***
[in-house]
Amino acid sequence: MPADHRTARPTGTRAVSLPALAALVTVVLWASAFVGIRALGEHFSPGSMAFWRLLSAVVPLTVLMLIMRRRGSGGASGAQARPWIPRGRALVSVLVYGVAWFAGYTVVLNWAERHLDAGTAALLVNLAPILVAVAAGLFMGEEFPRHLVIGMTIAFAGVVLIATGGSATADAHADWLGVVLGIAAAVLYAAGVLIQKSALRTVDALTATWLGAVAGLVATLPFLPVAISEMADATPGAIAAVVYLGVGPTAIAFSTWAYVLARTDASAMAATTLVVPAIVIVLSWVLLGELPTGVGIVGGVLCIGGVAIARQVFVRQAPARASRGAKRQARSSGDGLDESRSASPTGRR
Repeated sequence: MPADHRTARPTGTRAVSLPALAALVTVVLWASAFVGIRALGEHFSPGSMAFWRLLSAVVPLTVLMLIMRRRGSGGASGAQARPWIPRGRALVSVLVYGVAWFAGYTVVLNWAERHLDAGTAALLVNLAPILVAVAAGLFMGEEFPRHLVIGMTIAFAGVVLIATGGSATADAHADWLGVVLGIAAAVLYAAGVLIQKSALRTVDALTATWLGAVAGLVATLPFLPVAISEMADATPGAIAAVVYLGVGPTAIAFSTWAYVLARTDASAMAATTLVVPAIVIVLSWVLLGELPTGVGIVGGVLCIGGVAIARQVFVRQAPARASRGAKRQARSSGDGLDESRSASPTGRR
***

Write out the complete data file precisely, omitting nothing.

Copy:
[in-house]
Amino acid sequence: MPADHRTARPTGTRAVSLPALAALVTVVLWASAFVGIRALGEHFSPGSMAFWRLLSAVVPLTVLMLIMRRRGSGGASGAQARPWIPRGRALVSVLVYGVAWFAGYTVVLNWAERHLDAGTAALLVNLAPILVAVAAGLFMGEEFPRHLVIGMTIAFAGVVLIATGGSATADAHADWLGVVLGIAAAVLYAAGVLIQKSALRTVDALTATWLGAVAGLVATLPFLPVAISEMADATPGAIAAVVYLGVGPTAIAFSTWAYVLARTDASAMAATTLVVPAIVIVLSWVLLGELPTGVGIVGGVLCIGGVAIARQVFVRQAPARASRGAKRQARSSGDGLDESRSASPTGRR
Repeated sequence: MPADHRTARPTGTRAVSLPALAALVTVVLWASAFVGIRALGEHFSPGSMAFWRLLSAVVPLTVLMLIMRRRGSGGASGAQARPWIPRGRALVSVLVYGVAWFAGYTVVLNWAERHLDAGTAALLVNLAPILVAVAAGLFMGEEFPRHLVIGMTIAFAGVVLIATGGSATADAHADWLGVVLGIAAAVLYAAGVLIQKSALRTVDALTATWLGAVAGLVATLPFLPVAISEMADATPGAIAAVVYLGVGPTAIAFSTWAYVLARTDASAMAATTLVVPAIVIVLSWVLLGELPTGVGIVGGVLCIGGVAIARQVFVRQAPARASRGAKRQARSSGDGLDESRSASPTGRR